Breach of Contract Basics
For most business owners and large corporations, contracts are essential to everyday operations. Covering everything from scheduled deliveries and employee salaries to trading assets to truces between competitors, business contracts really are the lifeblood of the world of business. At their roots, each contract outlines a tit-for-tat agreement – party A does X for party B, and party B does Y for party A; in legal definitions, these agreements are known as compromises.
In an ideal situation, a contract will always be upheld and everyone will get along just fine. Since none of us can predict the future, though, ideal situations are hard to come by. So what can you do when a compromise is not honored and a contract is breached? How you handle the situation could either hurt or help your business.
Aspects of a Contract Breach
Before you can start trying to remedy a contract breach, you first need to understand how it came about. Consider the following common circumstances that are involved with contract breaches:
- Legal invalidation: In some situations, the contract itself might be deemed legally invalid, meaning it has significant flaws in its verbiage that make it unusable, and therefore it must be breached. As an example, truckers cannot be expected to follow an employment contract that tells them to illegally speed down highways to make deliveries.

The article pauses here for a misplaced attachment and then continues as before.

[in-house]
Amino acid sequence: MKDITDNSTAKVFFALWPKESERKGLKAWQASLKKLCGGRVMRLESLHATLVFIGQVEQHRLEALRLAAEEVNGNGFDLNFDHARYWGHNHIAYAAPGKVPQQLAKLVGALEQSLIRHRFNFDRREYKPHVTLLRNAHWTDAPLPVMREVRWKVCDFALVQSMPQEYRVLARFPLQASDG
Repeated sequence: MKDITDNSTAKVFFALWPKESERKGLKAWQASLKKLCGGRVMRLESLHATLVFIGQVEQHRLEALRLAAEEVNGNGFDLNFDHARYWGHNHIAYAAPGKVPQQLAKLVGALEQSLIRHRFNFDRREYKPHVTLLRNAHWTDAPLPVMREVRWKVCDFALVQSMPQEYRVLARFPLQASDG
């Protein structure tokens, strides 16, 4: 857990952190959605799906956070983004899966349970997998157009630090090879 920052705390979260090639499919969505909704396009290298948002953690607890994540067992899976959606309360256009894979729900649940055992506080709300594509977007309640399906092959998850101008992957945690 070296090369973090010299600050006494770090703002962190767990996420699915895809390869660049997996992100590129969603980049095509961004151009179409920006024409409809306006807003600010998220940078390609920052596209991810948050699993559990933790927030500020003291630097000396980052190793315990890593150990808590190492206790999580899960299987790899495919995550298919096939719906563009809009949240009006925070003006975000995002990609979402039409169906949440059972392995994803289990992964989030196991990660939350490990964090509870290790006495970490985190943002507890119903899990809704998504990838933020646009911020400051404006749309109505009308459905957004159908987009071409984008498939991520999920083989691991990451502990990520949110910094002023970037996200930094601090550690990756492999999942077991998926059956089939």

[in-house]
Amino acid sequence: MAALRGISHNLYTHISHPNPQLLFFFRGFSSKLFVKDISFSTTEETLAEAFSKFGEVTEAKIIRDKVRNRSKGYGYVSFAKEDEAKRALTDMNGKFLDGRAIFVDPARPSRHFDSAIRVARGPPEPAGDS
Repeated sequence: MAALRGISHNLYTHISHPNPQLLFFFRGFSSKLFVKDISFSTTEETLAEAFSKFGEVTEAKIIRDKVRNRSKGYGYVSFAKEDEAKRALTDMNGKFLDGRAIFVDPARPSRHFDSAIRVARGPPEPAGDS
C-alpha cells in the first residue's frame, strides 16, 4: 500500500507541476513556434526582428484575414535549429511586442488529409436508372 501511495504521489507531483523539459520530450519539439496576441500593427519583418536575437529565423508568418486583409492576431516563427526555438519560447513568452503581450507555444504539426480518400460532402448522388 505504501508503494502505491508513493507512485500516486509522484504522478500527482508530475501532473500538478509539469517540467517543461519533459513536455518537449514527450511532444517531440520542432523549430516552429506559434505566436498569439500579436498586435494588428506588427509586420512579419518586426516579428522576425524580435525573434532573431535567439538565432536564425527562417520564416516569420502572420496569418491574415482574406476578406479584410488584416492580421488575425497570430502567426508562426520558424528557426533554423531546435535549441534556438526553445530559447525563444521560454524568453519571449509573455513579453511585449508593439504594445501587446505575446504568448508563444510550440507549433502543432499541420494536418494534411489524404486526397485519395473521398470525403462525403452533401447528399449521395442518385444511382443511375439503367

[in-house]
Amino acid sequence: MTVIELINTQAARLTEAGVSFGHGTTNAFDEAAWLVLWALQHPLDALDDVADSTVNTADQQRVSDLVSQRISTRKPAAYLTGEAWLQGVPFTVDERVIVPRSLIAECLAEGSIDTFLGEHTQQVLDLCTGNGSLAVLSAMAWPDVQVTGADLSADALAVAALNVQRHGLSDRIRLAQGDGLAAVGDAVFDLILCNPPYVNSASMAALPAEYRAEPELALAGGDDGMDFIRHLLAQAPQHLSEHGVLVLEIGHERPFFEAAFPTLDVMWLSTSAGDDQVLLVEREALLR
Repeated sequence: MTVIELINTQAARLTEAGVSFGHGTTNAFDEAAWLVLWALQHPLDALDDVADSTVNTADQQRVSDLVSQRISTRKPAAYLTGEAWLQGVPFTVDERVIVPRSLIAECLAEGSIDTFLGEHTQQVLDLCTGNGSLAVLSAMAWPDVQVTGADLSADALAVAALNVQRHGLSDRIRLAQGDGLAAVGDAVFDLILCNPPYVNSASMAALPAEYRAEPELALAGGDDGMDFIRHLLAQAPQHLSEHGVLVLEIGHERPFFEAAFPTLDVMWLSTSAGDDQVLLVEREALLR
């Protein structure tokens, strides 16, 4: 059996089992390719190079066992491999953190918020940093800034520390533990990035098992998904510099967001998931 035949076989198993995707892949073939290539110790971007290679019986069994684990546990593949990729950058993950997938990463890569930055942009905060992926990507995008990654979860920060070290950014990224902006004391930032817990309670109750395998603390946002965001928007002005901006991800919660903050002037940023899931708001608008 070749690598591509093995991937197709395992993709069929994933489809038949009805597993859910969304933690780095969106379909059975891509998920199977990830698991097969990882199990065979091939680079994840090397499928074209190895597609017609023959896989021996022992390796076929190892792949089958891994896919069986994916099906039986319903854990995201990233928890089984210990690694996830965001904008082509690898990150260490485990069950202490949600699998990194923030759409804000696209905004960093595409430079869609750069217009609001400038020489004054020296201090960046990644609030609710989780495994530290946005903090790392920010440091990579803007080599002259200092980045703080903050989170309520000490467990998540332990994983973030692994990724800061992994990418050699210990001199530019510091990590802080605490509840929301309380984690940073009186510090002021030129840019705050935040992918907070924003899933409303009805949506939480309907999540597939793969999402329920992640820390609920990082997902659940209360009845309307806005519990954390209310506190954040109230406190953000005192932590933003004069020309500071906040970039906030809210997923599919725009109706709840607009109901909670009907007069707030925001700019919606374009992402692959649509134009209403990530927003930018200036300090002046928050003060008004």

- Material breach: Sometimes called a total breach, a material breach involves one party doing – or not doing – something that makes the contract itself irreparably broken. A simple example would be one party flat-out refusing to pay for services rendered.
- Anticipatory breach: When a party gives strong reasoning as to why it will be unable to perform its duties in the future, an anticipatory breach may have occurred. For instance, if your business partner who owes money as part of their compromise tells you that their finances have run dry, you have sound logic to assume they will soon breach the contract.
- Damages: In most breach of contract cases, you will need to show that the breach actually caused you some sort of financial harm, known as damages. Just expecting to lose profits or services might not be enough to build your case.
Now that you know some of the basics of contract breaches, do you think you might have a business litigation case on your hands? For more information or to start working on your claim, you can contact our Monmouth County business attorneys from Reardon Anderson, LLC today. Our team of friendly and knowledgeable professionals have more than 75 years of experience handling a wide variety of business law disputes and issues. Whatever problem you are facing, you can bring it to us for help. Call 732.997.7749 today.